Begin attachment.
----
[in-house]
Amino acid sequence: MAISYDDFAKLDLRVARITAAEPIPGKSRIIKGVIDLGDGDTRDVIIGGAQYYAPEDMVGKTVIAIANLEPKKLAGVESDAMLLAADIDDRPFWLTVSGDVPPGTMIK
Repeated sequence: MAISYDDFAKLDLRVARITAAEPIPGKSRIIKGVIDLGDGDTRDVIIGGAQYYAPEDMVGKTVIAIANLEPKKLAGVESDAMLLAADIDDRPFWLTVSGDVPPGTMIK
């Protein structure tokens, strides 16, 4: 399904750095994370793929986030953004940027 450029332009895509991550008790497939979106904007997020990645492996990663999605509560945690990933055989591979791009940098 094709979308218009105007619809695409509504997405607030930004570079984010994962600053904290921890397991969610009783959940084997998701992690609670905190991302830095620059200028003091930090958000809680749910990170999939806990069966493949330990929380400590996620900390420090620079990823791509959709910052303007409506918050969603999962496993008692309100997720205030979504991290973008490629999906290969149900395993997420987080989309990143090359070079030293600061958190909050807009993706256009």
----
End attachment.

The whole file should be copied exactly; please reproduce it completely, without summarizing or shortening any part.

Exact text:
[in-house]
Amino acid sequence: MAISYDDFAKLDLRVARITAAEPIPGKSRIIKGVIDLGDGDTRDVIIGGAQYYAPEDMVGKTVIAIANLEPKKLAGVESDAMLLAADIDDRPFWLTVSGDVPPGTMIK
Repeated sequence: MAISYDDFAKLDLRVARITAAEPIPGKSRIIKGVIDLGDGDTRDVIIGGAQYYAPEDMVGKTVIAIANLEPKKLAGVESDAMLLAADIDDRPFWLTVSGDVPPGTMIK
């Protein structure tokens, strides 16, 4: 399904750095994370793929986030953004940027 450029332009895509991550008790497939979106904007997020990645492996990663999605509560945690990933055989591979791009940098 094709979308218009105007619809695409509504997405607030930004570079984010994962600053904290921890397991969610009783959940084997998701992690609670905190991302830095620059200028003091930090958000809680749910990170999939806990069966493949330990929380400590996620900390420090620079990823791509959709910052303007409506918050969603999962496993008692309100997720205030979504991290973008490629999906290969149900395993997420987080989309990143090359070079030293600061958190909050807009993706256009």